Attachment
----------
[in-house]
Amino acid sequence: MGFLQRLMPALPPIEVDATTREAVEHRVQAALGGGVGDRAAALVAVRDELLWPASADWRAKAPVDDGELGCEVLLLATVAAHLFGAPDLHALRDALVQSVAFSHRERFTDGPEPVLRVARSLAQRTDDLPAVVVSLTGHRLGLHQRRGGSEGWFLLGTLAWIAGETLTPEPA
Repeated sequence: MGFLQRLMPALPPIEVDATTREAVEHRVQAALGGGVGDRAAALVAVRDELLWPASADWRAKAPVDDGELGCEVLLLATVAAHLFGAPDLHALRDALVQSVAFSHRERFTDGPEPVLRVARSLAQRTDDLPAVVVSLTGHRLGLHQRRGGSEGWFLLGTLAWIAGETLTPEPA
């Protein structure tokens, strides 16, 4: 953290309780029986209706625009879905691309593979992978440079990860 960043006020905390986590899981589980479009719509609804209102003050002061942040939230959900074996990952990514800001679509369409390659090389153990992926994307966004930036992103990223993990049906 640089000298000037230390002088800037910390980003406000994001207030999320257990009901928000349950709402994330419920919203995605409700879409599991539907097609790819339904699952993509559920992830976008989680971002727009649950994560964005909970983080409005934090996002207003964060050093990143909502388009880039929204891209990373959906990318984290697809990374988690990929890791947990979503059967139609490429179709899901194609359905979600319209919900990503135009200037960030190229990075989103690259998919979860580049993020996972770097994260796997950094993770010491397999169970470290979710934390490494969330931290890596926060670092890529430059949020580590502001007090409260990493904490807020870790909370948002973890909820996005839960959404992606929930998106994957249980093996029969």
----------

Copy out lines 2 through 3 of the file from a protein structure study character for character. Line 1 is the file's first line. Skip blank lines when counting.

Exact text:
Amino acid sequence: MGFLQRLMPALPPIEVDATTREAVEHRVQAALGGGVGDRAAALVAVRDELLWPASADWRAKAPVDDGELGCEVLLLATVAAHLFGAPDLHALRDALVQSVAFSHRERFTDGPEPVLRVARSLAQRTDDLPAVVVSLTGHRLGLHQRRGGSEGWFLLGTLAWIAGETLTPEPA
Repeated sequence: MGFLQRLMPALPPIEVDATTREAVEHRVQAALGGGVGDRAAALVAVRDELLWPASADWRAKAPVDDGELGCEVLLLATVAAHLFGAPDLHALRDALVQSVAFSHRERFTDGPEPVLRVARSLAQRTDDLPAVVVSLTGHRLGLHQRRGGSEGWFLLGTLAWIAGETLTPEPA